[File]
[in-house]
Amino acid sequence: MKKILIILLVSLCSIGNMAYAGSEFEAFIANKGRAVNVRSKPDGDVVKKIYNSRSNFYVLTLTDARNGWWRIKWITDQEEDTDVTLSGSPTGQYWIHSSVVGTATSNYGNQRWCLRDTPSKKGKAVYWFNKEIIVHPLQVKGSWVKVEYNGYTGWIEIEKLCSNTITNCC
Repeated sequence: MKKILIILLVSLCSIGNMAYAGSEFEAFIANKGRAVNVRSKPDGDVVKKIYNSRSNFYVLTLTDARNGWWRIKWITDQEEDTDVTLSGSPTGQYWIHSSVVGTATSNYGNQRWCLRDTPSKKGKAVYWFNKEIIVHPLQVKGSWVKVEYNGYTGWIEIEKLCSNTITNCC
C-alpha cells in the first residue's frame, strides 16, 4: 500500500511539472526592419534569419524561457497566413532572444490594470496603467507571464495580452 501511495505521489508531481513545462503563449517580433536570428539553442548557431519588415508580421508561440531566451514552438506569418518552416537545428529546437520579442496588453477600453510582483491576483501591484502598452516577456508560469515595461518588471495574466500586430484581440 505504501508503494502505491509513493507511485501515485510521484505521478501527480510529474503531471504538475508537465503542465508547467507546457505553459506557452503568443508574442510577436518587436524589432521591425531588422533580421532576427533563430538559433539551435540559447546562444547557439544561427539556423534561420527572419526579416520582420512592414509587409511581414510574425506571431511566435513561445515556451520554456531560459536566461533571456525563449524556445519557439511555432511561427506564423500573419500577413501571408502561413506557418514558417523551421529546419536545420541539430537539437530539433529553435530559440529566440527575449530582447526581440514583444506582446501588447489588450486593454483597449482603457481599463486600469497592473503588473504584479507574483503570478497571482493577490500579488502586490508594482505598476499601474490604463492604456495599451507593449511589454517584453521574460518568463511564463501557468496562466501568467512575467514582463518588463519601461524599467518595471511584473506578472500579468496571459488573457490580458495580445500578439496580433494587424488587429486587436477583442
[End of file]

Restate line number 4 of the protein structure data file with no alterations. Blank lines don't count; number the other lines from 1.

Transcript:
C-alpha cells in the first residue's frame, strides 16, 4: 500500500511539472526592419534569419524561457497566413532572444490594470496603467507571464495580452 501511495505521489508531481513545462503563449517580433536570428539553442548557431519588415508580421508561440531566451514552438506569418518552416537545428529546437520579442496588453477600453510582483491576483501591484502598452516577456508560469515595461518588471495574466500586430484581440 505504501508503494502505491509513493507511485501515485510521484505521478501527480510529474503531471504538475508537465503542465508547467507546457505553459506557452503568443508574442510577436518587436524589432521591425531588422533580421532576427533563430538559433539551435540559447546562444547557439544561427539556423534561420527572419526579416520582420512592414509587409511581414510574425506571431511566435513561445515556451520554456531560459536566461533571456525563449524556445519557439511555432511561427506564423500573419500577413501571408502561413506557418514558417523551421529546419536545420541539430537539437530539433529553435530559440529566440527575449530582447526581440514583444506582446501588447489588450486593454483597449482603457481599463486600469497592473503588473504584479507574483503570478497571482493577490500579488502586490508594482505598476499601474490604463492604456495599451507593449511589454517584453521574460518568463511564463501557468496562466501568467512575467514582463518588463519601461524599467518595471511584473506578472500579468496571459488573457490580458495580445500578439496580433494587424488587429486587436477583442